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Patriots’ bitter playoff losses a distant memory

slider -- AFC PLAYOFF Patriots/Jets 01/14/2012 Patriots QB Tom Brady throws a pass in the 1st quarter. The New England Patriots play the Denver Broncos in the 2012 AFC Divisional Playoff Game at Gillette Stadium, in Foxborough, MA, Sunday, January 16, 2011. (Jim Davis/Globe Staff Photo)

Jim Davis/Globe Staff

Patriots QB TomBrady (363 yards, 6 TD passes) shredded the Broncos defense with his arm and even added a 48-yard punt.

FOXBOROUGH - Given an extra week to face reminders about how he and the Patriots had fared in the playoffs lately, Tom Brady took the field last night intent on making those failures - team and individual - a distant memory.

He replaced them with a record-setting destruction of Denver’s defense in a dominating 45-10 victory at Gillette Stadium, more than enough to place the pass-happy Patriots one scintillating step from football’s promised land.

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Reunited days earlier with newly rehired offensive coach Josh McDaniels, Brady turned last night’s AFC divisional game into a 2007 flashback, when the duo orchestrated an offense that played at a level never before seen, scoring a record 589 points in the regular season.

This team, like that one, has Super Bowl aspirations. With Brady having a game unlike any other in Patriots’ postseason history, home playoff losses the last two seasons seemed like a thing of the past, literally and figuratively.

“It’s all about winning. You lose a few playoff games and it’s a very bitter way to end the season, it sits on your mind for quite a long time,’’ Brady said. “For us to come out and play the way we did, have a very solid performance in the most important game of the year, is very gratifying.’’

Gratifying? That’s Brady simply being humble.

All Brady did against the Broncos was complete 26 of 34 passes for 363 yards, and toss six touchdown passes, five in the first half. Ho hum.

The yards are a franchise postseason record. So, too, the touchdowns, which also tied the NFL record for TD passes in a playoff game, matching Oakland’s Daryle Lamonica in 1969 and San Francisco’s Steve Young in the 1995 Super Bowl.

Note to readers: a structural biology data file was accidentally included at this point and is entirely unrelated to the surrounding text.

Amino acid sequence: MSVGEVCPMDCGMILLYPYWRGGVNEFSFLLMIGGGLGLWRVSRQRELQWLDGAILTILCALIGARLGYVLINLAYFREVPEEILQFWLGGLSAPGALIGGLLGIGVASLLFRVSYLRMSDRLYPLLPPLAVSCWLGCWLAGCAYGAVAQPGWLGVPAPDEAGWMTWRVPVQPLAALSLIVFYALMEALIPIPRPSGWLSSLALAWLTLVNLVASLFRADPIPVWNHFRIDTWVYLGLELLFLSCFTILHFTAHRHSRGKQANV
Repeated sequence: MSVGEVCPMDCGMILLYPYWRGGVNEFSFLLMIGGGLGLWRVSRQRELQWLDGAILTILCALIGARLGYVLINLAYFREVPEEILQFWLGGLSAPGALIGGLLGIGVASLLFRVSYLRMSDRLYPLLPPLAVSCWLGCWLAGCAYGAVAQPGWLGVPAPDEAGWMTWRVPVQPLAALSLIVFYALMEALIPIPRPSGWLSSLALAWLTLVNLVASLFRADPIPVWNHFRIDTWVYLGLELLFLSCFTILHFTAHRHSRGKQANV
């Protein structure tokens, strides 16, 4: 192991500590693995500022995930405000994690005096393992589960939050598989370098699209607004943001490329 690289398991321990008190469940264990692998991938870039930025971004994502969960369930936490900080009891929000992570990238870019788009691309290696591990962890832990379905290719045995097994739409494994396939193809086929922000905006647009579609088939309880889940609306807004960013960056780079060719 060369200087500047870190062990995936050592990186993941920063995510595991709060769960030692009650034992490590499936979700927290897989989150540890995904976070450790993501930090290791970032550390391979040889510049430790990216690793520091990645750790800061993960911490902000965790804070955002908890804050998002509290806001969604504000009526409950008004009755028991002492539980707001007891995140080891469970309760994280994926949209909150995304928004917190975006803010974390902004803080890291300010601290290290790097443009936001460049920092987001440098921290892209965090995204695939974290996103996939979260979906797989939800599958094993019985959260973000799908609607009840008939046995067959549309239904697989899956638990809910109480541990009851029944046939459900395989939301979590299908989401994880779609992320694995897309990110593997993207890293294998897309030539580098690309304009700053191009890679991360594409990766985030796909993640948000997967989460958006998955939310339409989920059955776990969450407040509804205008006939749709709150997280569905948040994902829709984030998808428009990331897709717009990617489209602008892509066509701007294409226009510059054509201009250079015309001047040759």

Oh yeah, Brady also had a 48-yard punt late in the fourth quarter, which was downed at the Broncos’ 10-yard-line. It was the first thing he wanted to talk about after the game.

“We’ve been practicing it for seven years,’’ Brady said.

It had been four years since the Patriots’ last playoff victory, a puzzling, frustrating postseason skid that saw Brady get pressured, sacked, and forced into costly interceptions.

Not this time. He completed his first eight passes, and found his four favorite receivers at different points of the game for emphatic touchdowns.

Rob Gronkowski caught three of them, including a 19-yarder with five seconds left that helped make it 35-7 at halftime. Deion Branch hauled in a 61-yarder on the previous possession. Those two scores guaranteed that the rout was on. The only question left was if Brady would equal the single-game touchdown record. It came on the Patriots’ first second-half drive, a 17-yarder to Aaron Hernandez.

“Yes,’’ Branch said, when asked if he’s ever seen Brady this good. “But hopefully that’s not the best of him.’’

Overshadowed by Denver’s Tim Tebow coming into the game, Brady made sure the only quarterback worth discussing afterward was the one driving home last night to the Back Bay, not flying home over the Rockies.

At one point, Brady had twice as many touchdowns in the game (six) as Tebow had completions (three). He didn’t bite, though, when asked if the game took on any added individual significance because of the pregame attention shoved Tebow’s way.

“I think everyone focused on one player, and I think all week we were focused on the entire Denver Broncos team,’’ Brady said. “We knew what kind of challenges they presented. Tim’s a very good quarterback, we knew the threats, we understood the danger of not playing our best game.’’

Thanks to him, they did, and can now sit at home today and watch the Baltimore-Houston game with a scout’s eye, knowing the winner comes to Gillette a week from today, with a Super Bowl spot at stake.

Brady professed no knowledge of the records set - “I have no idea what records and stuff like that, we just try to go out and execute well’’ - but couldn’t let his short postgame press conference go without mentioning the lone mistake he made, the first-quarter interception that led to Denver’s only touchdown. He even brought it up, unprompted.

“Certainly the turnover, I wish we didn’t have those, but we can learn from those and hopefully go out and play better next week,’’ Brady said.

Considering the numbers he put up, that’s a scary thought, no matter who lines up against the Patriots seven days from now in the AFC Championship.

Michael Whitmer can be reached at mwhitmer@globe.com. Follow him on Twitter @GlobeWhitmer.
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